The food of Haiti is bright, flavorful and has strong African and French flavors which blend together to make up the Creole style.
Ingredients for the National and ever popular rice and beans or diri kole ak pwa rouge.A typical bouquet garni bundle and a hot pepper with cloves is commonly used in sauces and rice.
I learned a great deal about Creole cooking from two women who worked with me over the years. Rita and Rosanna were both great cooks and they shared techniques and methods of doing things the Haitian way. I learned the value of the basic components of Haitian cuisines such as sour oranges, piment bouk, poireaux and a bouquet garni could enhance creole food. The simple addition of a few cloves, ground or whole to a dish can also heighten the flavor incredibly. In turn, I showed them many new ways of using local ingredients and how to blend them with other non-traditional ingredients to create flavors which were unknown to them. I can say that in my home I have created a true fusion cuisine over the course of 28 years. For me, that’s what innovation is all about. It’s about taking the best things that exist in a culture and combining them in new and exciting ways to create something fresh and out of the ordinary. I find great pleasure in using the spices and methods of my ancestors and mixing them with ingredients and methods of my adopted home.
A bounty of organic freshly harvested vegetables grown in the mountains of Haïti.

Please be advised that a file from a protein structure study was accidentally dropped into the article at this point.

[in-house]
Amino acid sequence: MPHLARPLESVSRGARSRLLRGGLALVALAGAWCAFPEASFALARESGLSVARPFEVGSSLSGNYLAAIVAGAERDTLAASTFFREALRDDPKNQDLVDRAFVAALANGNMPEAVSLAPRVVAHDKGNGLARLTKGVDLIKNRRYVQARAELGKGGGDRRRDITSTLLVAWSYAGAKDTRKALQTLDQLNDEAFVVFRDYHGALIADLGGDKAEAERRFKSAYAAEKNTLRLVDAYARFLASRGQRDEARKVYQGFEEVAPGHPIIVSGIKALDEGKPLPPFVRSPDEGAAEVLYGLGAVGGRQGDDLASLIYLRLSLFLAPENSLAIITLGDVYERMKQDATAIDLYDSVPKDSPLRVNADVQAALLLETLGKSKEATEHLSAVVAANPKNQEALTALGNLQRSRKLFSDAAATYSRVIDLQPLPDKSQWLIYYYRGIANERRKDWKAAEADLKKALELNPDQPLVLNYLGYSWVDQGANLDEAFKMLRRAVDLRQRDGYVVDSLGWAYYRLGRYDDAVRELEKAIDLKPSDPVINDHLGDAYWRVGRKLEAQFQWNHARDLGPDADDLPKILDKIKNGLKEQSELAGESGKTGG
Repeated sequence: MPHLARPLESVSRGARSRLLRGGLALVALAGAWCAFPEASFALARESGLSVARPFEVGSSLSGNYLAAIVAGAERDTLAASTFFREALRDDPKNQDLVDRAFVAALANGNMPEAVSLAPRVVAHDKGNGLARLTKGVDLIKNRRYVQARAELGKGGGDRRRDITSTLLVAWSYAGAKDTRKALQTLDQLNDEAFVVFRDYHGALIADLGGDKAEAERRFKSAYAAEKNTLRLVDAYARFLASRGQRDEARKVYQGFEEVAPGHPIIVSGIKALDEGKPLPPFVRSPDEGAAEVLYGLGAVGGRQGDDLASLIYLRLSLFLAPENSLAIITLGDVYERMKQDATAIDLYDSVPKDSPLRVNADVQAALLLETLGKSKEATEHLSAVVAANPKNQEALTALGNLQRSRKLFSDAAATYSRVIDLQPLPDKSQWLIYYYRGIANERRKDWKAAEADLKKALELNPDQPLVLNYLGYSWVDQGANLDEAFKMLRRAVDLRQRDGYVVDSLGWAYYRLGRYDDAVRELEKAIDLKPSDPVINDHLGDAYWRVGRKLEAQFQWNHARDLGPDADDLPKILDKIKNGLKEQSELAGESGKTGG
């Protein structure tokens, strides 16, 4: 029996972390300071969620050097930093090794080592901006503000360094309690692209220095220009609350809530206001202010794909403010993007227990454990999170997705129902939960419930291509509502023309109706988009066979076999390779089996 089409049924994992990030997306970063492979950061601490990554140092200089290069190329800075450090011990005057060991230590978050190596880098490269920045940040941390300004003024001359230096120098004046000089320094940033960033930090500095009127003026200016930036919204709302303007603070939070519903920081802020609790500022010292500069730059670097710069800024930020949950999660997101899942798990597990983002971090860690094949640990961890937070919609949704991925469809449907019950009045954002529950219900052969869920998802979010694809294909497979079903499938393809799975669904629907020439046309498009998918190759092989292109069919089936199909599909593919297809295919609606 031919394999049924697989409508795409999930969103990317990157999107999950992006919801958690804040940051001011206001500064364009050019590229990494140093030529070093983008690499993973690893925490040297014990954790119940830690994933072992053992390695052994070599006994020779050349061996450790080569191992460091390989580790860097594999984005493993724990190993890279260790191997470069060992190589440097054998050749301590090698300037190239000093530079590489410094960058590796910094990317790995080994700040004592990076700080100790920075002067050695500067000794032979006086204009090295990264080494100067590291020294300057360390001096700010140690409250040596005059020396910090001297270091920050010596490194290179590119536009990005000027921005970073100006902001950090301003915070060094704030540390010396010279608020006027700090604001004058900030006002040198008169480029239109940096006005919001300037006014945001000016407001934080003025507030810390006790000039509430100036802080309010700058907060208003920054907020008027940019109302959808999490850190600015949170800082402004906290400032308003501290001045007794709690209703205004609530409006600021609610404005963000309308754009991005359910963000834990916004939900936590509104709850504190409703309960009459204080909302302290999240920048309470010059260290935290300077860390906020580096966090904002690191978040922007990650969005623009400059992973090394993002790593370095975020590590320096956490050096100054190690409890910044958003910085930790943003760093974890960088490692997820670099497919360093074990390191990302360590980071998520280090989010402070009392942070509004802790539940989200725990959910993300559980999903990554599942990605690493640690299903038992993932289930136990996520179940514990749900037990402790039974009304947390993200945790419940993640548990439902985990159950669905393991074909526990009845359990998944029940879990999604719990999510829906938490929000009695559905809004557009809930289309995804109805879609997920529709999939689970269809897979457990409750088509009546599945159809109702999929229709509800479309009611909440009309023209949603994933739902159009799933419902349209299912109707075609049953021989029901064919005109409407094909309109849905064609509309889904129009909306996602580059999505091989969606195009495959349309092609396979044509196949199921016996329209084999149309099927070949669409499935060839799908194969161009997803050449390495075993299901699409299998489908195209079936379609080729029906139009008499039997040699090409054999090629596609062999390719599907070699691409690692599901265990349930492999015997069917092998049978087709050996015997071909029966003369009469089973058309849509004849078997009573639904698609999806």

Haitian dried black mushrooms or djon djon.
Tasting djon djon, a small black mushroom only found in the mountains of Haiti was quite a revelation. It is the principle ingredient used to make an unforgettable and very flavorful black rice. It must be reconstituted with water and the woodsy flavors of the mushrooms can then be imbibed in the rice grains. The addition of seafood to the rice is a special treat. It can be also made by combining the flavors of tiny dried shrimp, fresh shrimp or small blue crabs. Using any of these seafood additions will greatly enhance the flavor and will make an already exquisite rice even more delicious and flavorful. This particular rice is served on special occasions such as weddings, baptisms and holidays.
In Haïti, I also discovered a meat which I had never eaten before. Goat meat is readily found all over the country. There are goats herded by invisible owners. Goats can be seen in many neighborhoods roaming menacingly in search of grass and leaves. They are not herded by anyone who takes responsibility for their transgressions. If a goat is seized by someone or killed by a vehicle; miraculously the owner appears on the scene to be compensated. These animals are serious eating machines and are highly destructive to gardens, shrubbery and flowers. They seem to have an insatiable appetite and if one has the unfortunate luck of having a goat wander into a garden or field, great havoc will be done in a short while. I have seen the amazing agility of goats jumping onto parked cars in order to reach tall overhanging leafy branches of trees.
But as menacing as goats are, these animals provide a most delicious meat. It is not as gamey as lamb and is low in fat and high in protein. It is delicious prepared creole style but in my opinion is Cabrit boucanné or spicy grilled goat is the most succulent. Marinated overnight in a bath of sour oranges and hot peppers, small cuts of meat are rapidly grilled over charcoal and eaten with fried green plantains. This simple preparation is delicious beyond belief. I also make a very good curry goat in homage to my Guyanese roots, and it is well loved in my family.